In March, it was Intel’s turn, and this month, it’s AMD’s. That’s right, we’re at the point when Phenom II X6’s are hitting the market and giving consumers a much less expensive six-core CPU to chose from. We’re taking a look at AMD’s top-end offering, the 1090T BE, and also a brief look at the company’s new 890FX chipset.
Rather than simply release its six-core processor and be done with it. AMD has followed-up to its last-month launch of the 890GX chipset with the introduction of 890FX. This is AMD’s enthusiast chipset and improves upon the GX with improved PCI-Express bandwidth, additional PCI-Express slot capabilities and the addition of improved memory management, called IOMMU (I/O Memory Management Unit).
To put things into perspective, you can see a simple table below that shows the differences between the 890FX, 890GX and 870 chipsets:
2×16 or 4×8
2×8 or 1×16
|PCI Express 2.0|
2×1 (in SB8x)
2×1 (in SB8x)
2×1 (in SB8x)
SB850 or SB810
All three chipsets support SATA 6Gbit/s, which is great to see, and all also support AMD’s OverDrive utility, which was to be expected. Interestingly, AMD also boasts the fact that for overclocking, the 890FX is the best, while the 870 is merely “Good”. I’m not quite sure of the real-world differences that will be seen, but it’s interesting that AMD categorizes each chipset in this manner.
I’m not going to talk too much about the new chipset in this article, but I honestly believe few people are going to appreciate exactly what the 890FX offers over the 890GX. If you are content with less-than-outrageous overclocking, and don’t plan on running dual-GPU, the 890GX will suit you fine. But like the 890GX launch last month, there are many 890FX boards that are soon to hit the market, including MSI’s 890FXA-UD70:
This is the first MSI board I’ve touched in a while, and overall I’m quite impressed. The board layout is nice, and so is the color scheme (I can always go for some black and blue, as long as it’s not anywhere on my body). There is a plethora of PCI-E x16-sized slots and also a single x1 slot and legacy PCI slot. The DIMM slots also have something we’ve come to see on ASUS boards in the past year, with the secure tabs on only one side.
Feature-wise, the 890FXA-UD70 includes support for both USB 3.0 and SATA 3.0 devices, which is a huge plus, and also “Core Unlocking” – a feature that many motherboard manufacturers (especially ASUS) are touting lately. If you look at the large version of the photo above, you can see that in the bottom right-hand corner, there are buttons that aren’t really buttons at all.
When I first saw these, I said, “Hmm, that’s odd… is this board a prototype?”, because yes, on occasion, I do talk to myself. Lo and behold, though, this wasn’t a prototype, and despite those “buttons” being completely flush with the board, they respond to your touch just fine. I actually find this very cool because it keeps the board looking more streamlined. Aside from color, MSI doesn’t seem to care as much about bling (and that’s fine by me).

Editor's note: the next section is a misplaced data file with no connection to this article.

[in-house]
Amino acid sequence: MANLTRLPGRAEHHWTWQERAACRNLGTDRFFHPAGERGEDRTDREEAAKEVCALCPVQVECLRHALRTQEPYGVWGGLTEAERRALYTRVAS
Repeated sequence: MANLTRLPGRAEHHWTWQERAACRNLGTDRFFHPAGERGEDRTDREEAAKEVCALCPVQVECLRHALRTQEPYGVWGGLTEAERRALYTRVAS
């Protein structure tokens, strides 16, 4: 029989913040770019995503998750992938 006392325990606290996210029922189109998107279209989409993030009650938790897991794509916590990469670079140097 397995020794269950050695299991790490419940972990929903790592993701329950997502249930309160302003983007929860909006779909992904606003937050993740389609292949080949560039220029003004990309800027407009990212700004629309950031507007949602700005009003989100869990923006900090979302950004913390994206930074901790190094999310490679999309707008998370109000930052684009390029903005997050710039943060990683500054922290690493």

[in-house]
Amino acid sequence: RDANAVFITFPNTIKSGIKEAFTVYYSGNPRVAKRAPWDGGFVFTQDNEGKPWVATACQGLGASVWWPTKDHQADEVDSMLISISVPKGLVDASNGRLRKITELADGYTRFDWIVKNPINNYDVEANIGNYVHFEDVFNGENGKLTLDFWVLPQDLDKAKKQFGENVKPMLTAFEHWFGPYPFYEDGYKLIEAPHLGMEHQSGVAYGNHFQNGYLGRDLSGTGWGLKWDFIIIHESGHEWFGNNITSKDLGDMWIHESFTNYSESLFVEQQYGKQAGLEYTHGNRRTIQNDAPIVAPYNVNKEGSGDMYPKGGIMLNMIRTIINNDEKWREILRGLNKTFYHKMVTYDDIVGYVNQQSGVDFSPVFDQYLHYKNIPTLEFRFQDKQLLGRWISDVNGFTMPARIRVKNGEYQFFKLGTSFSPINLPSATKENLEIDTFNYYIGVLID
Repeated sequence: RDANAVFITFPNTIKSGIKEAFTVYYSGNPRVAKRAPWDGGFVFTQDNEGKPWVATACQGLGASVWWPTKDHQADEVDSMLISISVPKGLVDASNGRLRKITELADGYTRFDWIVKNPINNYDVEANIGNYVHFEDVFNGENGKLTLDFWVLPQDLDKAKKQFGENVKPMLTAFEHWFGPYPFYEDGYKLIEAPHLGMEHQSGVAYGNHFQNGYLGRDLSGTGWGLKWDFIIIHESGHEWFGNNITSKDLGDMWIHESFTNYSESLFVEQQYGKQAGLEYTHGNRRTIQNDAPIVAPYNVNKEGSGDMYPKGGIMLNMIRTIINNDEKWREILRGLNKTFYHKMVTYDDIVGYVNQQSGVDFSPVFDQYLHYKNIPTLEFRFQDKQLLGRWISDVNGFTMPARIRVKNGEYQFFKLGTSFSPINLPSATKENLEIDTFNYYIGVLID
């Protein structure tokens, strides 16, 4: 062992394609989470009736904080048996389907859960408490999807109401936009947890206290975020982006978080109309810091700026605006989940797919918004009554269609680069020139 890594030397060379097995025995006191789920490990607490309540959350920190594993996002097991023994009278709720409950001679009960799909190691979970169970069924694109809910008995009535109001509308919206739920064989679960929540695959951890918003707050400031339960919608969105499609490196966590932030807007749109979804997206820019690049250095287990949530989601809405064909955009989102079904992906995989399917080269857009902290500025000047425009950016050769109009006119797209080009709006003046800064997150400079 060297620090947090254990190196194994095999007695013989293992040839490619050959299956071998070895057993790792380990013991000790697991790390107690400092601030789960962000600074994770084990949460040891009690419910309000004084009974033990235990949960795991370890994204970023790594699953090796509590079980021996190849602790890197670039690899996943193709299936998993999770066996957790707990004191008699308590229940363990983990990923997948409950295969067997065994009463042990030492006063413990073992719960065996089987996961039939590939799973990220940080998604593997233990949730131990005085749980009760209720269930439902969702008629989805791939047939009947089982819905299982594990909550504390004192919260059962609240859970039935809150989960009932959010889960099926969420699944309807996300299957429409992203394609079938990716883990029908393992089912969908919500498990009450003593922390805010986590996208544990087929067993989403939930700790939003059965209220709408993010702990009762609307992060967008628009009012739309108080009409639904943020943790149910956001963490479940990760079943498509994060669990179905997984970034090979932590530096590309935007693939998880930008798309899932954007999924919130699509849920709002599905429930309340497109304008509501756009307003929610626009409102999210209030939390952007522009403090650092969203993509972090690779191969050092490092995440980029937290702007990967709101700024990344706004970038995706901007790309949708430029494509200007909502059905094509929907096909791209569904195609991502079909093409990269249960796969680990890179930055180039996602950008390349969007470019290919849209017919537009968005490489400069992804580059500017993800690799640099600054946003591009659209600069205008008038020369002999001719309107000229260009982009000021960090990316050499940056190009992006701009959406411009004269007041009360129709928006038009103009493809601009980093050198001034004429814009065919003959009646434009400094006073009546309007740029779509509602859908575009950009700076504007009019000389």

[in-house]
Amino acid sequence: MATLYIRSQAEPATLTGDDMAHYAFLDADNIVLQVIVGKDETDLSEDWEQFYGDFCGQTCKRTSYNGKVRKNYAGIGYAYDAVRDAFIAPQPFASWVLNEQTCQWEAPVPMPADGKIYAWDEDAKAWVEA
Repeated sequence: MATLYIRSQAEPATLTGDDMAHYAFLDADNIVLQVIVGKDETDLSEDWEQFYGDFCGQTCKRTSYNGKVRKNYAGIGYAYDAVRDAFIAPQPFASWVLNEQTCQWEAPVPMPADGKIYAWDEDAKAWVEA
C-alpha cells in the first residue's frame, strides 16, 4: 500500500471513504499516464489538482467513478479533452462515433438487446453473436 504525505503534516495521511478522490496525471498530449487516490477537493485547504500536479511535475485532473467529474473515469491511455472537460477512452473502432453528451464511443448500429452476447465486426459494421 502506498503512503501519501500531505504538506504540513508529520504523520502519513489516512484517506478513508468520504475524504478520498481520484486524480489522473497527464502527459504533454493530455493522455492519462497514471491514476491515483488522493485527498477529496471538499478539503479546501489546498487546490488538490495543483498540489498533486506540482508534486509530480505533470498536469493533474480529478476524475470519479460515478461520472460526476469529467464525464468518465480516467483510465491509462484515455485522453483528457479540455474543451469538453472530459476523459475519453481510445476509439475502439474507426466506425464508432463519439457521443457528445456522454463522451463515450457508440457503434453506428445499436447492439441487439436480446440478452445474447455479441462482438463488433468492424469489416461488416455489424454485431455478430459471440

There are many, many other features that are worth noting, but for the sake of time, I’ll talk about those at a later time, as I’d like to take a look at this board, and other 890FX offerings, more in the future.
Along with the six-core processors, AMD updated its OverDrive application to support the Turbo CORE mode, and currently, this is the only proper way to monitor the effects of Turbo on X6 processors. Over time, OverDrive has become an incredible all-in-one tool for both overclocking and monitoring, and in some recent version (I’m unsure which), it even added a robust logging tool, so that you can keep track of things not only live, but over a long period of time, which is very important when pushing huge overclocks.
As you can see in the shot below, the basic status monitor gives us an overview look of all six cores, and with Turbo CORE active, the first three have risen beyond stock speed, while the other three remain idle.
If you turn on Advanced Mode and head to the Clock/Voltage section, you get even more information, not to mention instant-access overclocking controls. You can once again see on the left side that Turbo CORE is indeed active, while being clear about its “Target Value”, which on the 1090T is 3.60GHz.
Unfortunately, due to some issues we had with our motherboard (still investigating, but the issues we experience are claimed to not be normal), we weren’t aren’t to perform any overclocking. We’ll tackle it in the future, though, after we acquire a better CPU cooler and a fresh copy of the board (after we rule out that it is a faulty sample).